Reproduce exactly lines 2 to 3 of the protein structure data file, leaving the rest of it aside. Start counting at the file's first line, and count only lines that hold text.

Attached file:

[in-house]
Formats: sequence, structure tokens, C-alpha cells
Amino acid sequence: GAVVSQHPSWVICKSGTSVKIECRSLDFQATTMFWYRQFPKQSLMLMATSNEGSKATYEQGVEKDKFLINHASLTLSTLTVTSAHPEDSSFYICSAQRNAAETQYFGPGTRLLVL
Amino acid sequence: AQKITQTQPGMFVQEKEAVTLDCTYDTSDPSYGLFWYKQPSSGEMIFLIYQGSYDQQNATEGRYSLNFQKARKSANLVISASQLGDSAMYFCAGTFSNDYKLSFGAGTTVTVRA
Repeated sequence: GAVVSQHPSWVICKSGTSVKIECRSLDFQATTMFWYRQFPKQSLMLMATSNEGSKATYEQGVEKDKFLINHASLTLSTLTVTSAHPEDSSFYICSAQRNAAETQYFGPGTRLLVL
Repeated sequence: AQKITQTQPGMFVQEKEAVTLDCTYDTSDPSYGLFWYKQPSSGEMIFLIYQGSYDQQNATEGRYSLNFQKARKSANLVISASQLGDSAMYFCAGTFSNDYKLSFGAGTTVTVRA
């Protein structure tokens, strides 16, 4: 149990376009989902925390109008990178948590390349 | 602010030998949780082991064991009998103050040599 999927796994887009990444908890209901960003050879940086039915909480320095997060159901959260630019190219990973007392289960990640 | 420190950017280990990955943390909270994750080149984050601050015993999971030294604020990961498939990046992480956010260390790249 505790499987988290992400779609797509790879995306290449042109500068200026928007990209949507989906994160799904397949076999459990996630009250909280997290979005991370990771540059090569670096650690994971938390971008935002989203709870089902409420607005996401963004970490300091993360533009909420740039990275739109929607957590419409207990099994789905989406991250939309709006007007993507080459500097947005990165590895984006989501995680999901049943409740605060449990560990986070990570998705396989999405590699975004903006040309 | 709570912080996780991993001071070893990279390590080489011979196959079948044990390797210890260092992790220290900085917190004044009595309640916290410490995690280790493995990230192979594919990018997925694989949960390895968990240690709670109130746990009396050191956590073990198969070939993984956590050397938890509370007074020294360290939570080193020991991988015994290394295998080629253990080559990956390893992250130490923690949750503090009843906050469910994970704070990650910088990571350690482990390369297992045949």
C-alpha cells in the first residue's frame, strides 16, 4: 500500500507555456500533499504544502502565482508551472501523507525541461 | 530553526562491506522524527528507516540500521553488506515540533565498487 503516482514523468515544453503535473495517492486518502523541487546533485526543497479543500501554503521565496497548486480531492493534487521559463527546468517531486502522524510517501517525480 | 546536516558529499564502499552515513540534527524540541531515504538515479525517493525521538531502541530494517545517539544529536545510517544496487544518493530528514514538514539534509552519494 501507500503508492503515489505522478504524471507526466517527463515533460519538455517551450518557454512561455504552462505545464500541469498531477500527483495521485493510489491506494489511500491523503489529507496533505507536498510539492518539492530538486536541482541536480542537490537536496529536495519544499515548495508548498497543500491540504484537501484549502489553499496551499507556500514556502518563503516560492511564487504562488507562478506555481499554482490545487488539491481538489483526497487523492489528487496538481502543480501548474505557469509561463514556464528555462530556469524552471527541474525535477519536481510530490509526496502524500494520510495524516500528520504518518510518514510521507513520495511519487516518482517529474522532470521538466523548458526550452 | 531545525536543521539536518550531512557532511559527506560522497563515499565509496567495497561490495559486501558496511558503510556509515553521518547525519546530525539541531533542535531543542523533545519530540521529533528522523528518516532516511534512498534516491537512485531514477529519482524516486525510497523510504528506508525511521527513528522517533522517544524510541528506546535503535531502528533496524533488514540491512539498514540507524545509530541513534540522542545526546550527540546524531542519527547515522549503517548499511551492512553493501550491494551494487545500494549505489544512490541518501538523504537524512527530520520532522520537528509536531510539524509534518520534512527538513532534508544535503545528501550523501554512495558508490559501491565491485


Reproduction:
Formats: sequence, structure tokens, C-alpha cells
Amino acid sequence: GAVVSQHPSWVICKSGTSVKIECRSLDFQATTMFWYRQFPKQSLMLMATSNEGSKATYEQGVEKDKFLINHASLTLSTLTVTSAHPEDSSFYICSAQRNAAETQYFGPGTRLLVL